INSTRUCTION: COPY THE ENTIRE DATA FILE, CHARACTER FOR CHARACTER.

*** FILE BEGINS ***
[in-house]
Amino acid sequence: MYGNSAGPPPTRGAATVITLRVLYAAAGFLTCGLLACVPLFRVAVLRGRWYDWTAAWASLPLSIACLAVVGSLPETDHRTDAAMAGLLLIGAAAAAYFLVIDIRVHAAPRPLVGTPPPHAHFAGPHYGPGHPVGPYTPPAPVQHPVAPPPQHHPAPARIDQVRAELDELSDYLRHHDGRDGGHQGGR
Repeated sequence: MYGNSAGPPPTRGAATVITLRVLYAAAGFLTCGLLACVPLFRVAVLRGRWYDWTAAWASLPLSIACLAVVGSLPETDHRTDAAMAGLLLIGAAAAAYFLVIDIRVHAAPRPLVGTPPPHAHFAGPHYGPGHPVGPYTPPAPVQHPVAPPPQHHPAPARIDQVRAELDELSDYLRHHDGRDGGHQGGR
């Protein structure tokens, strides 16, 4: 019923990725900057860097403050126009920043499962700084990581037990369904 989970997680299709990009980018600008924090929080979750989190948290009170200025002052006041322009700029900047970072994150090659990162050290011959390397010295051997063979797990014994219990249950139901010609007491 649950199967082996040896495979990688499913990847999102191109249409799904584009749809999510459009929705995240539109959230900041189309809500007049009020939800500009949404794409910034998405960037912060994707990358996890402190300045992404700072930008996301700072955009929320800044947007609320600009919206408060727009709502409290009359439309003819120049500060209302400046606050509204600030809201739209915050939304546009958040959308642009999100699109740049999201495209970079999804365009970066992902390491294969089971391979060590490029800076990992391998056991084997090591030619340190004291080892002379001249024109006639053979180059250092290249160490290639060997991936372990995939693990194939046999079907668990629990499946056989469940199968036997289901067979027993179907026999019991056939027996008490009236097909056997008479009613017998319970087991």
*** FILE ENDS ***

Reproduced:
[in-house]
Amino acid sequence: MYGNSAGPPPTRGAATVITLRVLYAAAGFLTCGLLACVPLFRVAVLRGRWYDWTAAWASLPLSIACLAVVGSLPETDHRTDAAMAGLLLIGAAAAAYFLVIDIRVHAAPRPLVGTPPPHAHFAGPHYGPGHPVGPYTPPAPVQHPVAPPPQHHPAPARIDQVRAELDELSDYLRHHDGRDGGHQGGR
Repeated sequence: MYGNSAGPPPTRGAATVITLRVLYAAAGFLTCGLLACVPLFRVAVLRGRWYDWTAAWASLPLSIACLAVVGSLPETDHRTDAAMAGLLLIGAAAAAYFLVIDIRVHAAPRPLVGTPPPHAHFAGPHYGPGHPVGPYTPPAPVQHPVAPPPQHHPAPARIDQVRAELDELSDYLRHHDGRDGGHQGGR
């Protein structure tokens, strides 16, 4: 019923990725900057860097403050126009920043499962700084990581037990369904 989970997680299709990009980018600008924090929080979750989190948290009170200025002052006041322009700029900047970072994150090659990162050290011959390397010295051997063979797990014994219990249950139901010609007491 649950199967082996040896495979990688499913990847999102191109249409799904584009749809999510459009929705995240539109959230900041189309809500007049009020939800500009949404794409910034998405960037912060994707990358996890402190300045992404700072930008996301700072955009929320800044947007609320600009919206408060727009709502409290009359439309003819120049500060209302400046606050509204600030809201739209915050939304546009958040959308642009999100699109740049999201495209970079999804365009970066992902390491294969089971391979060590490029800076990992391998056991084997090591030619340190004291080892002379001249024109006639053979180059250092290249160490290639060997991936372990995939693990194939046999079907668990629990499946056989469940199968036997289901067979027993179907026999019991056939027996008490009236097909056997008479009613017998319970087991």